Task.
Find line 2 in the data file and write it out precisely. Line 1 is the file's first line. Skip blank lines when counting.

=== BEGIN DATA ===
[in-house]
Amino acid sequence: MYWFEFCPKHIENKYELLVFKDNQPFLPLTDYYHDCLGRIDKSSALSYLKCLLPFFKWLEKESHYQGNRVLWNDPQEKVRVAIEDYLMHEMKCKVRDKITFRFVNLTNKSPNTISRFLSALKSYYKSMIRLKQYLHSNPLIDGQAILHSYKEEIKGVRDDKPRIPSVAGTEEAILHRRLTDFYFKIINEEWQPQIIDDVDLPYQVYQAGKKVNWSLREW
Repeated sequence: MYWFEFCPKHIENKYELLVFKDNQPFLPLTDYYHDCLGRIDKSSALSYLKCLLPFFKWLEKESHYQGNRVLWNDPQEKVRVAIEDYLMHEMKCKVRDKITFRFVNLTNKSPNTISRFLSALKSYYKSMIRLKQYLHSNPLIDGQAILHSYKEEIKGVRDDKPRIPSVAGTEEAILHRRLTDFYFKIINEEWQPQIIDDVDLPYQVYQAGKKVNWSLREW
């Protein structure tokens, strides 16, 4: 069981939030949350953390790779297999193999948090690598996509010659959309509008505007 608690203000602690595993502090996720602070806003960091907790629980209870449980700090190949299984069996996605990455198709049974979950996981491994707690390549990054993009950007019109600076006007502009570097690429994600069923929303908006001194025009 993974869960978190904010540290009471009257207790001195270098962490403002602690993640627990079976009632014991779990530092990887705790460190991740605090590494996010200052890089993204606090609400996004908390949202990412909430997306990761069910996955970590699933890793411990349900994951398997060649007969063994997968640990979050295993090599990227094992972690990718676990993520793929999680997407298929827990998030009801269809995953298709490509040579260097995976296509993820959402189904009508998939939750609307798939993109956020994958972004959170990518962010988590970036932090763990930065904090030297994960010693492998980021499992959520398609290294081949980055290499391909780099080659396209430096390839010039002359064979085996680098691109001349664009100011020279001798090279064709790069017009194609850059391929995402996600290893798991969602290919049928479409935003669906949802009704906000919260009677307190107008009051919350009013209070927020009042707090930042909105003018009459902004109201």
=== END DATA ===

Amino acid sequence: MYWFEFCPKHIENKYELLVFKDNQPFLPLTDYYHDCLGRIDKSSALSYLKCLLPFFKWLEKESHYQGNRVLWNDPQEKVRVAIEDYLMHEMKCKVRDKITFRFVNLTNKSPNTISRFLSALKSYYKSMIRLKQYLHSNPLIDGQAILHSYKEEIKGVRDDKPRIPSVAGTEEAILHRRLTDFYFKIINEEWQPQIIDDVDLPYQVYQAGKKVNWSLREW